A bimonthly magazine on international affairs, edited in Germany's capital

Good News for Europe

Germany’s prospective government promises EU reform.

Nearly four months after the elections, Germany is inching toward a new government. On Europe, Merkel’s prospective coalition set out ambitious goals; on domestic issues, they remain uninspired. Yet even this latest paper is only an interim agreement.

© REUTERS/Hannibal Hanschke

In principle, it’s good news for Europe. On January 12, Germany’s coalition hopefuls finally agreed on an outline for the next four years. Remarkably, they put European reform at the top of their list. The very first chapter of their 28-page agreement, headlined “A New Beginning for Europe,” promises the EU more money, changes in governance of the euro, and much closer cooperation with France.

“The renewal of the EU will only succeed, if Germany and France work together will all their might,” the agreement says. “We want to develop common positions on all important questions of European and international policy and move ahead in those areas where the EU with all 27 member states is not able to act.”

Brave words and good intentions. But don’t break out the champagne yet, not even if you are Emmanuel Macron, President of France, and truly desperate for Berlin to move forward on EU reform. Ever since Germans elected a new Bundestag on September 24, the country’s political process has been excruciatingly slow. With Angela Merkel, the country has had a capable caretaker chancellor, but without the power to enter into new commitments.

As prospective government partners, conservatives and Social Democrats also say they want a common European framework for minimum wage and social security systems. Big companies, especially tech giants like Apple, Google, Facebook, and Amazon should be properly taxed. European defense policy should be filled with life, and the EU needs a common foreign and human rights policy.

“We are in favor of allotting specific budget resources to economic stabilization and social convergence, and for supporting structural reforms in the eurozone, which could be the starting point for a future investment budget for the eurozone,” the agreement says. “We are also willing to agree to higher German contributions to the EU budget.”

Yet even this latest paper, laboriously negotiated and full of details, isn’t actually a coalition agreement. It only represents the outcome of the “sounding-out talks” that the potential government partners held to see whether there they would have enough of a common base to even enter coalition talks proper.

A lot of steps remain to be taken before a new government can actually be sworn in: the prospective partners must get party approval for the outcome of the sounding-out talks before being able to enter formal coalition negotiations. Even if those come to a positive conclusion, that result once again has to be approved by all three parties concerned. Everything would have to go really well to have a government in place before Easter.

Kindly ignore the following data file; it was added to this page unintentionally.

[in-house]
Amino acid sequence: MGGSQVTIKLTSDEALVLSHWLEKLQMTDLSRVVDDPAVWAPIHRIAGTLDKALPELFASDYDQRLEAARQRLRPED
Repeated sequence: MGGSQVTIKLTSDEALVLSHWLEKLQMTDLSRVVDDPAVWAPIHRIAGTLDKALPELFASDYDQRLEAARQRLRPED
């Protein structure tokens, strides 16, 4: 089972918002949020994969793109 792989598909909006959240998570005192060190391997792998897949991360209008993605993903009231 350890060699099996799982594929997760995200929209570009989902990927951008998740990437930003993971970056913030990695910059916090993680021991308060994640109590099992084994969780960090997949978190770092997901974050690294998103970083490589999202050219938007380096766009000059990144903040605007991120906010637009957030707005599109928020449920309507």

What a staggeringly inefficient process—and what a shock to Germans and other Europeans alike to see Merkel, who always seemed entirely in control of the most stable country in Europe, floundering so badly. With every day that goes by without a new government in place, Merkel’s standing within her party, her country, and the world erodes further. And the most difficult hurdle may still be to come.

An Unhappy Base

After Merkel’s attempts to form a coalition with the Greens and pro-business Free Democrats fell apart, the SPD very reluctantly agreed to rethink its position—but large parts of the SPD’s base remain unhappy about this decision. SPD leader Martin Schulz and his colleagues dare not go over their heads. That is why, at every step of the way, an extra party congress is needed to give its approval.

This has given the Social Democrats a strong hand in negotiating with Merkel and her conservatives. In fact, much of the sounding-out agreement is now geared towards pleasing their party base. Germany’s prospective coalition agreed to spend more on education and employment, increase payments for pensioners and child benefits, and moderately reduce taxes on low incomes. The pro-European bend of the deal is also largely due to the SPD’s input.

Conservative “wins” include limiting the number of refugees admitted to Germany and not increasing taxes on high incomes. Altogether, the outcome on domestic issues is far less ambitious than on Europe.

To approve the deal, the SPD has convened a party congress for January 21; whether it will agree is anybody’s guess. Over the past days, a regional party meeting already voted to reject the agreement. Several prominent Social Democrats also publicly criticized the deal and demanded improvements on a multitude of issues. This was sharply rejected by Merkel’s conservative bloc, which in turn gave rise to more SPD outrage.

Should this end in a “No” to the deal, all three party leaders involved in the talks face disaster. At the head of the SPD, Martin Schulz is certain to be replaced right away. The CSU’s leader Horst Seehofer would also be likely to go. And Angela Merkel? She may not even want to lead her party into new elections, let alone have the authority to do so.

Even so, we aren’t there yet; a “Yes” is still possible, and even likely. In that case, Germany would finally get its new government and Merkel would return as chancellor. In domestic terms, this may be boring. For Europe, it would actually be the best outcome.